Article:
A majority of Spaniards believes that there will be a new economic crisis before 2023, according to a survey commissioned by EL PAÍS.
A poll by the consulting firm 40dB found that 81.7% of respondents think Spain will experience a new slump within the next five years.
Spaniards want to reduce the inequality gap and improve the pensions system, even if it means higher taxes
Nearly a fourth of those polled, 23.2%, are certain of it, while 58.5% view it as probable. Broken down by political affinities, Socialist Party (PSOE) voters are somewhat less pessimistic, with 15% expressing certainty that a new crisis is approaching.
There is, however, a nearly unanimous opinion that the political and economic elites have failed to introduce sufficient regulations and mechanisms to prevent such a crisis from taking place. Fully 91.8% of those surveyed defend greater controls on the financial sector and on large companies.
Asked who they believe was chiefly responsible for the crisis, banks and the political class came out on top, followed by the housing bubble, the government, the Bank of Spain, the global financial situation, the so-called Troika (the European Central Bank, the International Monetary Fund and the European Commission), big business, household debt, the European Union, globalization, and immigration, which came in last: 28.6% of respondents blamed migrants to some degree.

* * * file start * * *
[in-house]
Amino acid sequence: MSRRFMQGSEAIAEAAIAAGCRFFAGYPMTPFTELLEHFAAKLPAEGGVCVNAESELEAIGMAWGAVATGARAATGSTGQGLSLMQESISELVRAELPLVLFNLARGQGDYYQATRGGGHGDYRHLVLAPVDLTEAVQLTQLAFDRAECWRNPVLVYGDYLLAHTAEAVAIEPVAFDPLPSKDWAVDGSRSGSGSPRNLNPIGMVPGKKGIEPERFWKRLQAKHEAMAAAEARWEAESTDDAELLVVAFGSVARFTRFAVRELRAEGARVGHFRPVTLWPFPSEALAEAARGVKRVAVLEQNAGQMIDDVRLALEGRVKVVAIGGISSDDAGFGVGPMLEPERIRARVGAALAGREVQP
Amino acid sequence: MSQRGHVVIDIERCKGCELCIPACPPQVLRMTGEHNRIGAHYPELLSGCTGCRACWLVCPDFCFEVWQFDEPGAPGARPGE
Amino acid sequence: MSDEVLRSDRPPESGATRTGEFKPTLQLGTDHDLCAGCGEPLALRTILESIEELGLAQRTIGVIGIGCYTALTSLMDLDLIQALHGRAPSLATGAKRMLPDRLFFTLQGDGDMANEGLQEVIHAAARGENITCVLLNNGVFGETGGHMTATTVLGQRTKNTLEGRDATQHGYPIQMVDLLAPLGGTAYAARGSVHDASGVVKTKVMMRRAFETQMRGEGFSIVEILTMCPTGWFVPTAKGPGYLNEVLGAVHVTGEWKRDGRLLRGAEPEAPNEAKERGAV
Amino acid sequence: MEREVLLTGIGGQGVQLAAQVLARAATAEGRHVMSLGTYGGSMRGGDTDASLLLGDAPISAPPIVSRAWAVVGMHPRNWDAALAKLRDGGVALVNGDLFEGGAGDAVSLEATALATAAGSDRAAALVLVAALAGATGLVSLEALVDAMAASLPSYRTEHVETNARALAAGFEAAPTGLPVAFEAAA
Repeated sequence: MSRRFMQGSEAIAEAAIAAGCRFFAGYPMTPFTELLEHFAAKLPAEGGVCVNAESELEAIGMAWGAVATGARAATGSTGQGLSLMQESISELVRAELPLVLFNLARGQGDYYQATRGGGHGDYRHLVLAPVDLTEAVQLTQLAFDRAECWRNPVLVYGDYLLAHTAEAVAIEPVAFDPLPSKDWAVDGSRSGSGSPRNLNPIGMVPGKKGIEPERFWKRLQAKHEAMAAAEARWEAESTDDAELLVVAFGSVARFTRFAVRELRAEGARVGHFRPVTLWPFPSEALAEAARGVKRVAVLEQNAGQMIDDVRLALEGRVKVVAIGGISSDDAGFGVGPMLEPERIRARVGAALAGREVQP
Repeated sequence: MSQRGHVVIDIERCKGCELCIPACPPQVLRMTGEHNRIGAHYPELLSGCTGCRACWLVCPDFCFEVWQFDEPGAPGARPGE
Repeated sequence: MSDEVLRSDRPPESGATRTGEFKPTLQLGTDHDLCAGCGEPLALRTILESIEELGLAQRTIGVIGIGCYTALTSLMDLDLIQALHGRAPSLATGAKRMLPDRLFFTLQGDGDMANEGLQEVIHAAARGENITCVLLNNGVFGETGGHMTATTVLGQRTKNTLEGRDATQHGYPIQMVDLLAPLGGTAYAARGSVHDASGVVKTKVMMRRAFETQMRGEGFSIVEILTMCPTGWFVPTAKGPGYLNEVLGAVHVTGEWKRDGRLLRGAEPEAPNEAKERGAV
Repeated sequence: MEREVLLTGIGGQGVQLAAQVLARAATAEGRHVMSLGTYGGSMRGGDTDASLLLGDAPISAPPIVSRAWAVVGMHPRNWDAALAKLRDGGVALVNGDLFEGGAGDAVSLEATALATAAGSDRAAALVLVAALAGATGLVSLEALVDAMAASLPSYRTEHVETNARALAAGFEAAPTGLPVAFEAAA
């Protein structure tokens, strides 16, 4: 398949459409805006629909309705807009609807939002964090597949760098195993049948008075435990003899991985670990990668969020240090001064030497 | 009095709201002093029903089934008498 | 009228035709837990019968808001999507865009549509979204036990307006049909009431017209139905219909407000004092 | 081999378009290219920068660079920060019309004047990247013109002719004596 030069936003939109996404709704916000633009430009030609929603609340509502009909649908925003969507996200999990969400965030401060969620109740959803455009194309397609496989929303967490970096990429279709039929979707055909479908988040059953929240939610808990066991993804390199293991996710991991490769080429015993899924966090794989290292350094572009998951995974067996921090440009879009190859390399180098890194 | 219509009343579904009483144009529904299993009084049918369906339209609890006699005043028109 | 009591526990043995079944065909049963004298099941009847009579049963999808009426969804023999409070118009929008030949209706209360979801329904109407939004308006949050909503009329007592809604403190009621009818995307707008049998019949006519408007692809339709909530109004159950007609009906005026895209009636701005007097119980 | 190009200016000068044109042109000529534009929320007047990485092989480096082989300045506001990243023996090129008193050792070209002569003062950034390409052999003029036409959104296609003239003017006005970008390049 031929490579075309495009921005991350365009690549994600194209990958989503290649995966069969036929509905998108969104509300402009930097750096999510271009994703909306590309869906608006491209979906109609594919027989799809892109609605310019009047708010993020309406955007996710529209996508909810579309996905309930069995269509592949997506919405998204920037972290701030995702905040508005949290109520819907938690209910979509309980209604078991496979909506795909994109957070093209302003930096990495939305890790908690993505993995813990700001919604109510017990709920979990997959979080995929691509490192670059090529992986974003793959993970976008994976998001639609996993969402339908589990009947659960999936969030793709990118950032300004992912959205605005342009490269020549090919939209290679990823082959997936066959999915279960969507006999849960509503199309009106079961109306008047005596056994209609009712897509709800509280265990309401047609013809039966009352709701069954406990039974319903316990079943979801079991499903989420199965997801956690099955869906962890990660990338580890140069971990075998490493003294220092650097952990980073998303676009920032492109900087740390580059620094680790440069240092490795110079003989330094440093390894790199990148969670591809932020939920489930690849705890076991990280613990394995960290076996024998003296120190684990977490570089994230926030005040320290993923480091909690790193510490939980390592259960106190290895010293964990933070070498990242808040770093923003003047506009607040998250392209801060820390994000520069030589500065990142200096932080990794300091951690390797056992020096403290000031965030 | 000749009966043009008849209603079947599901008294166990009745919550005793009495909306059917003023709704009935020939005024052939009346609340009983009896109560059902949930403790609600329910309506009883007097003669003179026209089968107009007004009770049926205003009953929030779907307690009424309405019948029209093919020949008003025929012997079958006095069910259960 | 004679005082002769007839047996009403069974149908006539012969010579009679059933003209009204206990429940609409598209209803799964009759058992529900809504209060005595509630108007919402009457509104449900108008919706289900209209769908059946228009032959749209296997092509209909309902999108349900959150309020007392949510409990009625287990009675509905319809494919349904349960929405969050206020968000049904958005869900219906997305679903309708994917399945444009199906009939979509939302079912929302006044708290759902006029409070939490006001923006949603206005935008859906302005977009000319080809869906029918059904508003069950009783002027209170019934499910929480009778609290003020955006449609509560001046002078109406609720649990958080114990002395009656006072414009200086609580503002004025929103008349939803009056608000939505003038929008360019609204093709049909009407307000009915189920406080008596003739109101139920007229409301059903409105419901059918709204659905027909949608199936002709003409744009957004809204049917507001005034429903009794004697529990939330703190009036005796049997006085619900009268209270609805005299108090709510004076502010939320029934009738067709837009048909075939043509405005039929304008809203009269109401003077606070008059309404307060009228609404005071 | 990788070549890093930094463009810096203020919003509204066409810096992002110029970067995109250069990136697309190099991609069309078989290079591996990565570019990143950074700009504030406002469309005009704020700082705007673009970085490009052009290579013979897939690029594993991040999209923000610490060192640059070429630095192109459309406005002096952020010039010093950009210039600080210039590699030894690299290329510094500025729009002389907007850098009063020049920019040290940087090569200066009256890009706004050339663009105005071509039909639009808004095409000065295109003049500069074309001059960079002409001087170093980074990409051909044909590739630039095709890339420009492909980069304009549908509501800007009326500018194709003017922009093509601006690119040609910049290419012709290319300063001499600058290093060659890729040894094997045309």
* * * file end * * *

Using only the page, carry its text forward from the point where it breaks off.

Fully 91.8% defend greater controls on the financial sector and on large companies
Many respondents were critical of the way the international community dealt with the situation: 43.5% believe the austerity measures were counterproductive and only prolonged the crisis. And fully 67.2% think that the Troika issued guidelines that only deepened the slump.
Spaniards also want to see policies enacted to reduce the inequality gap, which was aggravated by the crisis: 65.3% believe there should be less inequality between the social classes, even if that means higher taxes.
And 71.4% also said Spain should have a “decent pension system, even if it means paying more taxes.” However, younger respondents are less favorable to this view, with the figure falling to 59%.
The survey was conducted between October 30 and November 7, and asked 2,000 respondents 21 questions about the impact of the economic crisis that began in 2008 and officially ended in 2014.
Asked if they thought Spain has emerged from the crisis, only 0.8% said that there has been a full recovery, while 13.5% said “yes, although not all indicators have improved.” A majority, 53.4%, view it the other way: Spain is still in a crisis, even though some indicators have improved. And 31% said Spain has not emerged in any way.
English version by Susana Urra.